Is there no cure for blindness? Harnessing stem cells to restore vision might be the answer to such a question. An innovative technique can reverse the irreversible, by growing new retina tissue and transplanting it to halt and repair end-stage retinal degeneration.
Researchers have been successful in this newfound method, testing it on blind mice, wherein an excess of 40 percent mice treated with this technique procured the ability to receive and react to light.
The retina’s light receptors sense light once the cells are transplanted successfully. The cells conjoin and establish a connection with the nervous system of the host, sending signals to the brain.
The Deputy Project Leader at the RIKEN Center for Developmental Biology in Japan, Dr. Michiko Mandai, was positive about this development, “We were at first very excited to see that the transplants do robustly respond to light.”
Though currently the process only aids the mice to see light, increasing the cells’ connections to a significant number in the transplants and the damaged retina could allow for seeing movement and figures.
Dr. Mandai explained how retinal degeneration leads to blindness, “the retina is the layer of tissue at the back of the eye that actually senses light and passes signals on to the brain, where the information is processed and an image is perceived. In individuals with retinal degeneration, the light-sensing cells are gradually lost, eventually leading to total blindness.”
Around 170 million people around the world are affected by age-related macular degeneration, which is of the highest prevalence in retinal degeneration.
The study reveals the process of stem-cell based retinal reparation, wherein skin cells from an adult mouse are converted and induced into pluripotent stem cells (iPSCs), only to then convert them again into retinal tissue for transplantation into mice that are afflicted by end-stage retinal degeneration, thus repairing their vision considerably.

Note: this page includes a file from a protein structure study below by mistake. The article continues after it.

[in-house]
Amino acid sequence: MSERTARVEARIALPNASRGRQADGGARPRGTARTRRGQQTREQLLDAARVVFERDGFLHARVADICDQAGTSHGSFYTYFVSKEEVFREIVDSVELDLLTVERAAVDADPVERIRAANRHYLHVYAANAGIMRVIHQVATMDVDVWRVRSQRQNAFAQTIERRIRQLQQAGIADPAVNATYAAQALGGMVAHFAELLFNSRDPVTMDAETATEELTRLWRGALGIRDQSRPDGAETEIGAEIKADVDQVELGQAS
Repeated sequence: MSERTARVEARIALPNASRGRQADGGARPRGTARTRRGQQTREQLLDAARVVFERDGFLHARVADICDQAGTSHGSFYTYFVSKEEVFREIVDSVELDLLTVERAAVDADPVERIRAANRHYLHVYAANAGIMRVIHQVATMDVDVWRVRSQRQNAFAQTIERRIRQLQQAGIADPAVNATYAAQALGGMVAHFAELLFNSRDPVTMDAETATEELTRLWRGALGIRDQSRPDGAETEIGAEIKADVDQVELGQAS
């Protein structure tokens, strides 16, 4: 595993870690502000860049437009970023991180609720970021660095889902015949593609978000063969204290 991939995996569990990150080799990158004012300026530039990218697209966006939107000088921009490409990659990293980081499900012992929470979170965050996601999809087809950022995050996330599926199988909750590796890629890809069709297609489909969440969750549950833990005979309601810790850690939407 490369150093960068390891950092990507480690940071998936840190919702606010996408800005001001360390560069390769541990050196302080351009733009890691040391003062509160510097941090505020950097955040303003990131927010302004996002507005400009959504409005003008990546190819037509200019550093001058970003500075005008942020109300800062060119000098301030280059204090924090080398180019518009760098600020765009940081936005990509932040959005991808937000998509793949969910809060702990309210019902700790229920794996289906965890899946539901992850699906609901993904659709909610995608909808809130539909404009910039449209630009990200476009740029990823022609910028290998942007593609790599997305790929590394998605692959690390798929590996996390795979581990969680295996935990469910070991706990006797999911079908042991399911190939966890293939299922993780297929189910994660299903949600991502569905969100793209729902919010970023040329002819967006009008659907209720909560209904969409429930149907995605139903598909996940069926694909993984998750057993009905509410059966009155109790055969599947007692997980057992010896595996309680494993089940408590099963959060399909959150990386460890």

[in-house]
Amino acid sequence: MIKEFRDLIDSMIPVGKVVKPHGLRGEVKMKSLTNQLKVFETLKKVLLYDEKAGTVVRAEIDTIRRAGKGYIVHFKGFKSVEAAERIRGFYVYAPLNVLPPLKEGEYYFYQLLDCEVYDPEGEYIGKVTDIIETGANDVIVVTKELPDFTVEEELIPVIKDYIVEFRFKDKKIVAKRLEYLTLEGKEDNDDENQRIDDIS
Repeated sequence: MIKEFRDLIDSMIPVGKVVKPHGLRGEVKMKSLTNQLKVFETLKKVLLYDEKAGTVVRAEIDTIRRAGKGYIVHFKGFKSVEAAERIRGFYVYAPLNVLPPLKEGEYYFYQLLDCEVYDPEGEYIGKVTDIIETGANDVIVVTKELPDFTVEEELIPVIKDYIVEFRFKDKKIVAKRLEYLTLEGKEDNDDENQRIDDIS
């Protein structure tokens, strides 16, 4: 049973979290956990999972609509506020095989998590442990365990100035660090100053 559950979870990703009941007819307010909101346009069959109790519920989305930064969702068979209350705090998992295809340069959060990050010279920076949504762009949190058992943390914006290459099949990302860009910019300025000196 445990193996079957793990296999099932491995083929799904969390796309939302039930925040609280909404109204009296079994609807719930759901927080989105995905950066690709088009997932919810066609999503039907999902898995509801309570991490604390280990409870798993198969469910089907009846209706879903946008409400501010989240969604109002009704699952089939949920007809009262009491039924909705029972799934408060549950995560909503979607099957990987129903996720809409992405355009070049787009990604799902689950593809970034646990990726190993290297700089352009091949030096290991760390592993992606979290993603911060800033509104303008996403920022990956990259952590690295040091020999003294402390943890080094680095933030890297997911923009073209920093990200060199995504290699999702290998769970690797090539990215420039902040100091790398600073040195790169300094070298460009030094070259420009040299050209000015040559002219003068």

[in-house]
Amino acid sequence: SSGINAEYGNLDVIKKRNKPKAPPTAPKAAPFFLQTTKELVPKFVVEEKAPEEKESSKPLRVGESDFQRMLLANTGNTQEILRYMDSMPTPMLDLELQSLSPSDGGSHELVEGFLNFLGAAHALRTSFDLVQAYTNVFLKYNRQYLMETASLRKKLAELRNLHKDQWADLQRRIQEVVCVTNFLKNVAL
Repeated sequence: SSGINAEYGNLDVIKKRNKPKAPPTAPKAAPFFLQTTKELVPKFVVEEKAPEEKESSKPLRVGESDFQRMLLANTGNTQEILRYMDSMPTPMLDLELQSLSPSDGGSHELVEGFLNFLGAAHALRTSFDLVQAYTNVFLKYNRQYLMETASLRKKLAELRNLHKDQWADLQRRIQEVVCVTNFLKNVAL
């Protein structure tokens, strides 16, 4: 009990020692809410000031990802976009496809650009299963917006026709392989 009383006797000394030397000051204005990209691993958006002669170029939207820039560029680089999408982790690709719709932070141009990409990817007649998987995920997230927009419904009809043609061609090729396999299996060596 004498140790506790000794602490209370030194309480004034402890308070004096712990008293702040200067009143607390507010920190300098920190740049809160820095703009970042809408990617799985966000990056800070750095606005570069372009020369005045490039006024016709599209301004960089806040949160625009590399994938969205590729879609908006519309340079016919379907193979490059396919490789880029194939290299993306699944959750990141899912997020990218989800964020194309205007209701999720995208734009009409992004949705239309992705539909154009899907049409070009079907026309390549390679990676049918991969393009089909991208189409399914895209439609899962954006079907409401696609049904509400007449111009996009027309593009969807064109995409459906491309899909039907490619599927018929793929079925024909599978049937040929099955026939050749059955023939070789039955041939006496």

A shuttle avoidance test is used by the researchers to gauge and determine the ability of mice to see light after the stem-cell transplantation. A box with two chambers and a wall is used with light and sound insulation, and the mice move to and fro the compartments via a small opening in the wall. A mouse is placed in the box and is trained to avoid an electric shock by being warned via the use of a light signal and a beep simultaneously.
Once the mouse is accustomed to the signal, the beep ceases to warn and only the light is used to signal. The ability of the mouse to avoid the shock via only the light tested the success of the retinal reparation.
The result of the experiment, published in the Stem Cell Reports journal, had a total of 9 mice out of 21 respond to the light, of which four had transplants in both eyes and five in a single eye.
The same technique was yet inapplicable in humans, as the human retina takes a longer time than that of a mouse to repair and mature, and the mouse could only respond to the light a whole month after the transplantation. It is also to be noted that to find any chance of success in humans, in spite of the lengthy six months period of maturity, the researchers need to test it on a human subject, even if to determine the technique’s applicability.
But, this is a significant step forward in both stem-cell application and curing blindness. Also, the good news is – some companies like the American CRYOStem are also individual cellular level treatment to avoid the risk of genetic reaction that stem cells might cause for not just eye diseases but any diseases.
Where does this leave the goal of using stem cells technology more commonly for us, humans?
If you look at companies like the American CRYOStem – which owns several amazing prominent for stem cell storage and processing technology; are making rapid progress as a developer, marketer of adipose tissue based stem cell in the field of personalized, regenerative medicine. And with their innovative technologies along with the other players and consistent efforts from regenerative medicine experts from across the world, using stem cells to restore vision after eye disease successfully doesn’t seem to be too far.